Published February 6, 2019

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House independent of external networks - autonomous house. Alternative energy sources.

Private house independent of external networks - autonomous house

Private house independent of external networks - autonomous house

Owners of private houses who strive for independence, who want to stop paying for electricity and heat and depend on ever-increasing government tariffs , or perhaps the owners of houses to which the necessary communications are not connected, one way or another come to alternative energy. In this article, we will look at whether it is possible to completely abandon external networks and what needs to be done for this.

When solving the problem of heat and power supply of a private house, the only criterion for choosing one or another energy source is economic feasibility. Today, there are a huge variety of different types of fuel, options for obtaining electrical and thermal energy, and how to choose the most optimal option from this variety is the main task we are dealing with.

This task first of all needs to be correctly identified and the requirements very clearly defined. Only then can you choose the most profitable and efficient home energy system.

What does it mean to define requirements?

The first step is to determine the power to be provided:

1) Electricity - how much electricity is expected to be consumed and what will be the maximum power of the equipment to be switched on.

2) Heat energy - how much heat will be needed to provide the house with hot water and heating

Having determined these 2 factors, we can start planning house power system is the starting point.

Autonomous electricity can be obtained in the following ways: solar panels, wind turbines, gasoline and diesel generators, etc. There are more exotic methods, such as geotreme stations, but due to their uniqueness, we will not dwell on them.

It is advisable to use wind generators if the house is located in a very windy place - near the sea, for example, since a sufficiently strong wind is needed to start and work. In other cases, it is reasonable to use solar panels. There are regions where there are many sunny days a year - these are the southern regions. In these regions, even a small number of solar modules can effectively provide electricity to the house. What about the central and northern regions, where there is no sun for more than half of the year? Of course, even with heavy cloud cover, solar modules will generate electricity, but in order to generate the same amount of electricity in the winter month as in the summer, several times more panels will be needed, therefore, if possible, it is advisable to use a hybrid system - solar modules and gasoline (diesel, gas) generator. In this case, the main generation will be from the sun, and in the event of a long absence of the sun, you can connect the generator and fully charge the batteries in a few hours.

In this case, a large number of solar modules is not required and significant savings can be made on the power supply system.

There are generators that can turn on automatically when the charge on the batteries drops, so this will not cause any particular inconvenience.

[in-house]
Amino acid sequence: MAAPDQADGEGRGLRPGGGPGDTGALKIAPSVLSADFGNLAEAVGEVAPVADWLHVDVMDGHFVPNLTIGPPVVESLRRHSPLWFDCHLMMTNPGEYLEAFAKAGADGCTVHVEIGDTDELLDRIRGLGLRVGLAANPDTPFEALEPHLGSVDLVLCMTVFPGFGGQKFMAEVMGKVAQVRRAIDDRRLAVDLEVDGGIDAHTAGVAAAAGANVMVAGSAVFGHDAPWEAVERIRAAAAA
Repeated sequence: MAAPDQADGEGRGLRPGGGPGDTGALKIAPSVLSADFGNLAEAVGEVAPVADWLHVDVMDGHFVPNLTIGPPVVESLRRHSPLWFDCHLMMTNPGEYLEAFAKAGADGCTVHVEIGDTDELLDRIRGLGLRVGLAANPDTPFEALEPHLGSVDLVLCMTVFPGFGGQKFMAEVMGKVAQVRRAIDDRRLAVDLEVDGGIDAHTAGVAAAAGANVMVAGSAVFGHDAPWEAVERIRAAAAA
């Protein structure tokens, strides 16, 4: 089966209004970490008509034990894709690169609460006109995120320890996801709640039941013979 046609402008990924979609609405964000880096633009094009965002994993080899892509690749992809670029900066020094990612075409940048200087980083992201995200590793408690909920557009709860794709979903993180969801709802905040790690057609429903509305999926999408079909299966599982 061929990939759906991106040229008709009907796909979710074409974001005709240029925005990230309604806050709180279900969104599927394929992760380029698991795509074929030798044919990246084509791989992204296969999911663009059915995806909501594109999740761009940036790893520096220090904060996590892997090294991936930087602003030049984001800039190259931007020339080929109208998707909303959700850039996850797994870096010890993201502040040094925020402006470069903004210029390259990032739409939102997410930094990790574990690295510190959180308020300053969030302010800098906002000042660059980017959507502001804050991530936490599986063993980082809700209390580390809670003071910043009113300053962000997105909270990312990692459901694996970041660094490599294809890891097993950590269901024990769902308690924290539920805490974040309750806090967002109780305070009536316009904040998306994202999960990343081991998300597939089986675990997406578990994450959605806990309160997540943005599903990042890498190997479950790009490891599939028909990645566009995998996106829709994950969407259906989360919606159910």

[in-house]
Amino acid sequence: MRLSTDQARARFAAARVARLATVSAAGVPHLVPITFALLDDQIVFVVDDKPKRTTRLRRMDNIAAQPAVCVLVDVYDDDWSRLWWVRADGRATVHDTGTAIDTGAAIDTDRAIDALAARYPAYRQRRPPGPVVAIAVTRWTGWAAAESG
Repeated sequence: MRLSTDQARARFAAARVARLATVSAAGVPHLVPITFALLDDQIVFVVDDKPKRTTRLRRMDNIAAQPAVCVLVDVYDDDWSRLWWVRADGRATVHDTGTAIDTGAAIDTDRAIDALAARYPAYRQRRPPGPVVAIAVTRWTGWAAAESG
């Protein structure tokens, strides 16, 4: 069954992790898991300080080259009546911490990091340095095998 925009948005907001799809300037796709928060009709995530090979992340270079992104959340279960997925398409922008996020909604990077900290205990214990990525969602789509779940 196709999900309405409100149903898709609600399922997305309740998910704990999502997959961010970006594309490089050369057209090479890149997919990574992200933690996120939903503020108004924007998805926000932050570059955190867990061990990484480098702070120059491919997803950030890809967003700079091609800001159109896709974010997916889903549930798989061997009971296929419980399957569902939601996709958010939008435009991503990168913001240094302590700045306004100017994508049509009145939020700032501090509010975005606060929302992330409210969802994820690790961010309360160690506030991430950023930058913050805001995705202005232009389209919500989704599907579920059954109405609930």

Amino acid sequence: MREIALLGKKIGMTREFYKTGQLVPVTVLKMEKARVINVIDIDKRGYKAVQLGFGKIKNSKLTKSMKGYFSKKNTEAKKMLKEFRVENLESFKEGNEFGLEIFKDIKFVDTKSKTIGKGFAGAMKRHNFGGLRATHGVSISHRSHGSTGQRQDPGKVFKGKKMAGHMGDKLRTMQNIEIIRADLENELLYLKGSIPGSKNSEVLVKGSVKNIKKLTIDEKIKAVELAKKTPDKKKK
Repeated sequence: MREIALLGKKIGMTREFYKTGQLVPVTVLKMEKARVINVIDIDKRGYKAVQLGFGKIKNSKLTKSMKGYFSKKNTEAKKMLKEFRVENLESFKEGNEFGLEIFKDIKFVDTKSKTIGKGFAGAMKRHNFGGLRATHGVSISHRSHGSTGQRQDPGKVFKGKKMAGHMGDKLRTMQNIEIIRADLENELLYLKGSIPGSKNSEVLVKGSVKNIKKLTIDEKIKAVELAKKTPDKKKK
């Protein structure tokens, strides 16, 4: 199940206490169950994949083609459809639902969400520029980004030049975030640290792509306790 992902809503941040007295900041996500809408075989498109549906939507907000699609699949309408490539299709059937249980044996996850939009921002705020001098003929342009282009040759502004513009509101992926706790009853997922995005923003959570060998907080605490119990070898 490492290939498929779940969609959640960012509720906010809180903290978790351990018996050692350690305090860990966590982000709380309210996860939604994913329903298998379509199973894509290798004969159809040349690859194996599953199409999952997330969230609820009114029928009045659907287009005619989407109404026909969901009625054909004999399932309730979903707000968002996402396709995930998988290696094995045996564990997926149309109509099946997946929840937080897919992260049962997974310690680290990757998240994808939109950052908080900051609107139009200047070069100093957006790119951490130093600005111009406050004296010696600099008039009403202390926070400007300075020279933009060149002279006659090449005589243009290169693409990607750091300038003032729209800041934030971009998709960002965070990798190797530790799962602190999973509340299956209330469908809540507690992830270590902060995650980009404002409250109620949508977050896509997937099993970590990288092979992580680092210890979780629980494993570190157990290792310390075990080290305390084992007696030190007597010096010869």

How to solve the second question - heat supply ?

It is possible to use electricity to heat water, but this heat can be too expensive. Even the simplest boilers can consume several kilowatts of power.

To solve this problem, there are solar collectors. They come in various types - flat, tubular, with pressure, without pressure, but the basic principle is to heat the coolant and further transfer heat to the tank. In the tank, the water is heated by the coolant and can be used, among other things, for heating. Naturally, the coolant does not heat up at night, but if the main heating is carried out during the day, then maintaining the temperature using electricity will no longer be energy-consuming.

This way you can solve the problem of heat supply.

So, if you want not to depend on external systems, then pay attention to various options for alternative energy, you do not need to concentrate on only one type.

If you approach the solution of the problem in a complex way, you can use any energy source as efficiently as possible. For example, in many cases, high-quality insulation of a house along external walls can reduce energy consumption, and significantly reduce the cost of energy sources.

We hope this article will give you a general understanding of the principles of choosing certain energy sources.

NormaCS ~ Experts' answers ~ Can a diesel generator be an independent power source to ensure operation on the 2nd category of power supply?

NormaCS ~ Experts' answers ~ Can a diesel generator be an independent power source to ensure operation on the 2nd category of power supply?

Expert responses

  • Electrical engineering
  • Building materials and construction
  • Environment. Protecting a person from environmental influences. Security
  • Services. Organization of firms and their management. Administration. Transport. Sociology
  • PromExpert Section V. Environmental protection. Nature management

Can a diesel generator be an independent power source to ensure operation on the 2nd category of power supply?

September 1, 2017 at 10:00 am 7

According to the PUE clause 1.2.10. "Independent power source - a power source that maintains voltage in the post-accident mode within the regulated limits when it disappears on another or other power sources."

Can a diesel generator be an independent source of power to ensure operation on the 2nd category of power supply? The experts insist on the constant operation of the generator, but this may lead to economic consequences.

Answer

Nanosoft JSC

Regulatory sources used